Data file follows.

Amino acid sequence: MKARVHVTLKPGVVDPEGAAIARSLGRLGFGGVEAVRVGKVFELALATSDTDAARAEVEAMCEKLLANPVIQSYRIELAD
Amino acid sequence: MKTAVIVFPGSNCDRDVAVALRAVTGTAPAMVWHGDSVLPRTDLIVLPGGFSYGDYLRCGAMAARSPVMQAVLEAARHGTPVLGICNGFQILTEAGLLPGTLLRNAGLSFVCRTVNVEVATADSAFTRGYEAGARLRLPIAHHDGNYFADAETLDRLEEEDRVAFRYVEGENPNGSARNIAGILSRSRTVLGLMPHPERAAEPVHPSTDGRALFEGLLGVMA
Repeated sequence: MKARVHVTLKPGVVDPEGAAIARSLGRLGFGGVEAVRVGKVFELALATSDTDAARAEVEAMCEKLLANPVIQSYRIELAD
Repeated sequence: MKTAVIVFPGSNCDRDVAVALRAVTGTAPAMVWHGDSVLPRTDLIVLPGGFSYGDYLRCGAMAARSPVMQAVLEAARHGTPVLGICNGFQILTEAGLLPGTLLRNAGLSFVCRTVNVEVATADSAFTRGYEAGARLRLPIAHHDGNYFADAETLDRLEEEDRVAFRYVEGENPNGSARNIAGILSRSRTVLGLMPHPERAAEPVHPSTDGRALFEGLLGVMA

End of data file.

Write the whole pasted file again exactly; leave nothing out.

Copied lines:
Amino acid sequence: MKARVHVTLKPGVVDPEGAAIARSLGRLGFGGVEAVRVGKVFELALATSDTDAARAEVEAMCEKLLANPVIQSYRIELAD
Amino acid sequence: MKTAVIVFPGSNCDRDVAVALRAVTGTAPAMVWHGDSVLPRTDLIVLPGGFSYGDYLRCGAMAARSPVMQAVLEAARHGTPVLGICNGFQILTEAGLLPGTLLRNAGLSFVCRTVNVEVATADSAFTRGYEAGARLRLPIAHHDGNYFADAETLDRLEEEDRVAFRYVEGENPNGSARNIAGILSRSRTVLGLMPHPERAAEPVHPSTDGRALFEGLLGVMA
Repeated sequence: MKARVHVTLKPGVVDPEGAAIARSLGRLGFGGVEAVRVGKVFELALATSDTDAARAEVEAMCEKLLANPVIQSYRIELAD
Repeated sequence: MKTAVIVFPGSNCDRDVAVALRAVTGTAPAMVWHGDSVLPRTDLIVLPGGFSYGDYLRCGAMAARSPVMQAVLEAARHGTPVLGICNGFQILTEAGLLPGTLLRNAGLSFVCRTVNVEVATADSAFTRGYEAGARLRLPIAHHDGNYFADAETLDRLEEEDRVAFRYVEGENPNGSARNIAGILSRSRTVLGLMPHPERAAEPVHPSTDGRALFEGLLGVMA